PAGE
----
No Progress without "progressive overload"
When it comes to the fundamentals of weight training, the "principle of progressive overload" is the most important, most known and yet often wrongly or inadequately applied training principle. Whereas most gym enthusiasts know that weight has to be added to the bar on a regular basis many just simply fail to implement this knowledge into their training effectively - and therefore miss a vast amount of potential gains.
The principle of progressive overload
But let's recall respectively introduce the concept of progressive overload. Therefore it is necessary to understand why it is important to progressively overload in the context of training. If you are involved into real training, you will always train for a certain goal (like getting stronger, having more endurance or performing better athletically overall). And as you train, you want to progress closer and closer towards your goal. Everything else would just be exercising for the sake of exercising.
According to Hans Selye's (Austrian-Canadian endocrinologist; 1907-1982) model of the General Adaptation Syndrome (GAS), body systems can react to the exposure of an outside stressor with an adaption, as long as this exposure lies within the body's potential of recovery. Adaptation in this context simply means, the body repairs damages induced by the outside stressor and also slightly improves the affected system in order to prevent future damages from a similar stressor. This is one of the human's evolutionary advantages and the reason why we evolved.
In order to come closer to your training goal, your body has to go through plenty of so called stress-recovery-adaptation cycles (SRA). And each time, the stressor has to be increased, otherwise there won't be any new adaptations (=gainz). Increasing the grade of stressor-exposure on a regular basis is, what lies behind the principle of progressive overload.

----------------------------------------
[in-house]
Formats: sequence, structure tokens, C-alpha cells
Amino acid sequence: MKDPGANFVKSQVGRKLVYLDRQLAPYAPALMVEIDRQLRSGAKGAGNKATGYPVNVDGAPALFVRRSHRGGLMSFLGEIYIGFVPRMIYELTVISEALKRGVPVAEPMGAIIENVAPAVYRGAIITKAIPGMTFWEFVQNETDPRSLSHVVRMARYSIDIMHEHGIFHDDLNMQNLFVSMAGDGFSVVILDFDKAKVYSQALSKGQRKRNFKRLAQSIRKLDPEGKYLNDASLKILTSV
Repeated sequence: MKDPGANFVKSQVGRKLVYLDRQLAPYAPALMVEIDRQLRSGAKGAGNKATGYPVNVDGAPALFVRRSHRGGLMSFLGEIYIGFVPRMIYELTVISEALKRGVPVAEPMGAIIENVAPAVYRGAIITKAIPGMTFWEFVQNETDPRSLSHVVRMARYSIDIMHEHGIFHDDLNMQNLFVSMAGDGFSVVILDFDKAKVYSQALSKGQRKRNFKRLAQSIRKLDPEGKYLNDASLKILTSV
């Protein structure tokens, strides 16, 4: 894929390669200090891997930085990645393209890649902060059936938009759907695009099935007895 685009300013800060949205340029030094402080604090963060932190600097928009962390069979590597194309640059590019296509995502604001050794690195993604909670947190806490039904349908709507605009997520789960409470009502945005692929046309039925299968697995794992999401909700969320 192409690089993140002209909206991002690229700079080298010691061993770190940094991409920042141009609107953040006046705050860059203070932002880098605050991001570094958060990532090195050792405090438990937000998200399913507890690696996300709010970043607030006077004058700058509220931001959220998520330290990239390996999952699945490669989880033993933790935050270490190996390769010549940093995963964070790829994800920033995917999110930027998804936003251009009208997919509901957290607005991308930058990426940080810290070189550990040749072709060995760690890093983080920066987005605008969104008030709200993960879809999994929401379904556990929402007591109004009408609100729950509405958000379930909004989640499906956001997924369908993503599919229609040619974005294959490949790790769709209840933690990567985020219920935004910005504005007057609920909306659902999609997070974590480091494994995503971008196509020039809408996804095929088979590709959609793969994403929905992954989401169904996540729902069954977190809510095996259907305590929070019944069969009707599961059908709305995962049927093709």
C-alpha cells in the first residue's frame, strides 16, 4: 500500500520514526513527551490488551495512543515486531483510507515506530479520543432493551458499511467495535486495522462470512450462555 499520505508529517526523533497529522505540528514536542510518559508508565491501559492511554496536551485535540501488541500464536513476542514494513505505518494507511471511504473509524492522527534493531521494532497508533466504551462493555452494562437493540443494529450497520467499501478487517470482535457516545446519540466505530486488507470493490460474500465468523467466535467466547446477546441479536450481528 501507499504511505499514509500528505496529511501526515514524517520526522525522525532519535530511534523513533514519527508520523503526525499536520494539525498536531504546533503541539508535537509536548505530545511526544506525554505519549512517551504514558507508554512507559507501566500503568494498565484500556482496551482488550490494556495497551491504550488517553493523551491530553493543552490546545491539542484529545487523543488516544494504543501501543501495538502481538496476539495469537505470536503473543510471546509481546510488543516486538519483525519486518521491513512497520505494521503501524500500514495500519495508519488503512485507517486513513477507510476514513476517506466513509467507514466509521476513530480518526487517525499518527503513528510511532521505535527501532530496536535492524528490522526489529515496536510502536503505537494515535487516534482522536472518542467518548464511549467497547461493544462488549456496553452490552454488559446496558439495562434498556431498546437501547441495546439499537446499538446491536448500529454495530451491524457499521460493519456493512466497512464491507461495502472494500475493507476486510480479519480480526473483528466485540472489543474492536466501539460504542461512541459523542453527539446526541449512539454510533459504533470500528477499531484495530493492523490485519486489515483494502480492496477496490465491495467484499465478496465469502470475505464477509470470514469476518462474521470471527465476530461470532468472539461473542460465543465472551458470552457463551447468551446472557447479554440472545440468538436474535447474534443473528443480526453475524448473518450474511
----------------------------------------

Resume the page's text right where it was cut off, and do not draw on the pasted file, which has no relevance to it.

If for example you are exposed to direct sunlight for 10 minutes (=systemic disruption), your body will react with repairing your skin and creating a tan, which will protect you from 11 minutes of direct sunlight (=adaptation). If the next sunbath lasts 10 minutes too, your tan will prevent any damage to your skin, since the time of exposure lies within your achieved protection provided by your tan. In order to become more tanned, you have to increase the time of sunbathing to an amount that exceeds your current sunlight protection potential (in our example this would be 12-13 minutes).
This principle does also work for weight training. In order to squat, bench or pull more weight, you simply have to squat, bench or pull more weight, than you did before. It's as simple as that.
How to implement the principle of progressive overload into training
Depending on your current training level (beginner, intermediate or advanced) you have to progressively increase the load on the bar. Whereas a novice lifter can increase the load from one training session to the next session (in general 5 kg for squat and deadlift, 2,5 kg for bench and pulls every time), the intermediate lifter will most likely be able to do those load-increases from week to week and the advanced lifter from month to month - as a rule of thumb.
If you are aiming for hypertrophy, but strength is not your priority, than another way to progressively overload would be increasing the reps or the sets of an exercise and thus creating more training volume. Of course, by increasing the load, volume will automatically be increased if all the other training parameters stay consistent.
So obviously it's not enough to bench those 100 kg for 3x5 every other week over months, as often observed in many gyms. In order to implement progressive overload for more gains, I recommend to stick to the rule of thumb mentioned above. Over time you should develop a feeling of how often and how much you can increase the load (or the reps/sets). By consulting an experienced coach who provides you a proper progressively overloaded program and performance tracking, you can get even more out of your training in the first place - faster and more effective than by doing trial and error on your own. Either way, you will get better results by really sticking to this important training principle.
I wish you much success and more gains with progressive overload!
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